• Special interest in the cannabis business industry. It’s “high net-worth” investors that are buying into hedge funds. They will likely have a curiosity, or even a passion, about the cannabis industry if they’re willing to pour their earnings into this niche fund.


  • They’re not common. While the cannabis business industry is gaining in popularity, you won’t find many cannabis-focused hedge funds available to you.


Startup grants are hard to win and many require you to use the funds for a specific purpose – but some are available to all business startups who meet the criteria for the grant in question. With so many grants out there provided by the government, businesses, and community organizations, it may be possible to find your cannabis business the free money it needs to be successful.


  • Free money, no strings attached. Essentially, grants are free money gifted to your business to help it grow. Better yet, you’re not handing over any company equity and have full autonomy over your business’s overall direction.
  • Prestige and promotion. If you’re the winner of a coveted grant, you’ll receive some great PR to boost your company’s profile. It’s a big win for your company’s reputation too.


  • They’re hard to get. With so many promising startups and businesses applying for limited grants, these programs are highly competitive.
  • Check the fine print. Before you apply to and commit to a loan, consider the conditions that follow. If it’s a grant to boost employment in a targeted area, you may be promising to hire staff or buy office space regardless of whether that’s a good decision for your business.

Friends and family

Your family and friends can also invest in your business by personally lending you the funds and collecting on interest.


  • Smooth application process. You don’t have to jump through the same financial hoops to get a loan from a relative as you would from a traditional lender. While banks may be caught up in red tape in regards to cannabis loans, your family and friends may be more willing to support you on your business endeavours.
  • Better loan terms. From lower interest rates to adjustable repayment terms, you can work with your loved one to iron out the details of your loan to suit both of your needs.


  • Mixing business with family. Any time finances seep into the family, there is a risk of miscommunication. You and your relative need a concrete plan so both parties understand if your family member is receiving equity in your business, how you will repay your loan and under what terms, and what happens if your business flops.
  • Pressure to recoup their costs. When you’re relying on your loved one’s funding, there is added pressure to succeed because their livelihoods are on the line too. Be careful not to borrow from loved ones who don’t have financial security and could lose out if your business doesn’t take off.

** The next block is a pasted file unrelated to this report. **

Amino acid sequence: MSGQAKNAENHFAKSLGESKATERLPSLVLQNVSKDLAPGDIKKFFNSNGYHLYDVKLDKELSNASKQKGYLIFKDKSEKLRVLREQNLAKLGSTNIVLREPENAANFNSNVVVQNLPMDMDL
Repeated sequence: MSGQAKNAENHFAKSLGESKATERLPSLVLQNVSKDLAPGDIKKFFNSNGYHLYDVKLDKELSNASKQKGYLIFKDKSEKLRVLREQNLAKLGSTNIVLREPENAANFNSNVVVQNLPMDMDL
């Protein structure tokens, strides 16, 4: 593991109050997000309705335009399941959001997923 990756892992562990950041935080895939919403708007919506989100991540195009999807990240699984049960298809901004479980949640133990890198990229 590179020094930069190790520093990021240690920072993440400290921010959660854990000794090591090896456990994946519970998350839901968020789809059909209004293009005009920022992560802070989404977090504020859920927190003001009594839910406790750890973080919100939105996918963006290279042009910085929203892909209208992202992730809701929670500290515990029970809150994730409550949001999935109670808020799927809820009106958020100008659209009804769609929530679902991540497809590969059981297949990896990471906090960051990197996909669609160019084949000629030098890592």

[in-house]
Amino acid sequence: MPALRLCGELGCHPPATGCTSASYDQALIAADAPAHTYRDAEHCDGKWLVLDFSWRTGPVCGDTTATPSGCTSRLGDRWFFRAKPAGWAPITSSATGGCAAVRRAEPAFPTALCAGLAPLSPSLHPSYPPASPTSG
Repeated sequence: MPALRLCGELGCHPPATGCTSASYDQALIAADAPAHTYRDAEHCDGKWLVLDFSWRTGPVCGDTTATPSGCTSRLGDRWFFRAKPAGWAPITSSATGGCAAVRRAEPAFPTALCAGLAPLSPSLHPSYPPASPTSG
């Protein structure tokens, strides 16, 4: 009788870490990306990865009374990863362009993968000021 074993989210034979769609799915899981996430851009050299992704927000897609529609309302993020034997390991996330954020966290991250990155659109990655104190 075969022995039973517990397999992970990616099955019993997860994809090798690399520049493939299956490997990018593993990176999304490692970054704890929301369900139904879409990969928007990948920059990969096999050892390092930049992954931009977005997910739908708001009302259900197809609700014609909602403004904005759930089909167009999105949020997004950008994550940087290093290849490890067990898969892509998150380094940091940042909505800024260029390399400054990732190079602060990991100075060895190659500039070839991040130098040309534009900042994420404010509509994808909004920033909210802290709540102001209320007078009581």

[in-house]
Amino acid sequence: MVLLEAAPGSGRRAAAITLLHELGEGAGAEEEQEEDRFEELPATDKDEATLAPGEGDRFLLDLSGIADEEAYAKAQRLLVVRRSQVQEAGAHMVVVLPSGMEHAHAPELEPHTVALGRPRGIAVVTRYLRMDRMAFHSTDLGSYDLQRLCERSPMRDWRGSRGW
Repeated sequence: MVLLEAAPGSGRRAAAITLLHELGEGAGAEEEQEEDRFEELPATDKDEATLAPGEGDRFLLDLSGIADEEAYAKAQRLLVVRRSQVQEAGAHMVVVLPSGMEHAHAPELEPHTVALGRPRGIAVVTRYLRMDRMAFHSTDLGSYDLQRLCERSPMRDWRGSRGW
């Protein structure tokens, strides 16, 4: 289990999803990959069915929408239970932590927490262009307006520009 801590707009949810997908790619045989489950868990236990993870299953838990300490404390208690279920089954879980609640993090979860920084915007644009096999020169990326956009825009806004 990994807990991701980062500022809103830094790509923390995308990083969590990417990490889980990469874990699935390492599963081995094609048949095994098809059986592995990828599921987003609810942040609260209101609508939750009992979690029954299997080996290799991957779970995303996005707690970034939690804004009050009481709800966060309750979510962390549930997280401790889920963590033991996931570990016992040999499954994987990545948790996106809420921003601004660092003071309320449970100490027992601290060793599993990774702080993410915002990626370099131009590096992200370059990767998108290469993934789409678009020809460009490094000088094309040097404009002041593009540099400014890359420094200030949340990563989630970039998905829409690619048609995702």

What types of loans are available to finance my cannabis business?

If you’re looking for cannabis business loans in Canada, you have several options:

  • Business loans. Business loans provide your company with funding for any business-related expenses, like growth, filling in cash flow gaps and covering other expenses. You repay the funds, plus interest and fees, in monthly installments, over terms of up to 20 years. Alternative lenders are your best bet for help with funding your cannabis business.
  • Merchant cash advance. A merchant cash advance lets you borrow money in exchange for a percentage of your daily credit card and debit sales. Lenders determine the amount you can borrow by looking at your historical sales data. The amount you’ll pay back month to month will vary based on your sales. It’s usually a percentage of your sales, including a “cost of doing business” fee.
  • Business lines of credit. A business line of credit allows you to borrow funds up to a predefined limit, and only pay interest back on the money you borrow. This flexibility means you can access cash up to your credit limit continuously over the course of many years. Alternative financing companies offer lines of credit to help cannabis businesses cover ongoing expenses.
  • Mortgages. Aside from term loans, mortgages are the other most sought after financial products for cannabis businesses. These secured loans can be used to buy or refinance the buildings or land you need to run your business.
  • Equipment leases and loans. Also available through alternative financing companies, cannabis businesses can use equipment loans to pay for hardware, software, vehicles and more. Your equipment will generally serve as collateral to secure the loan.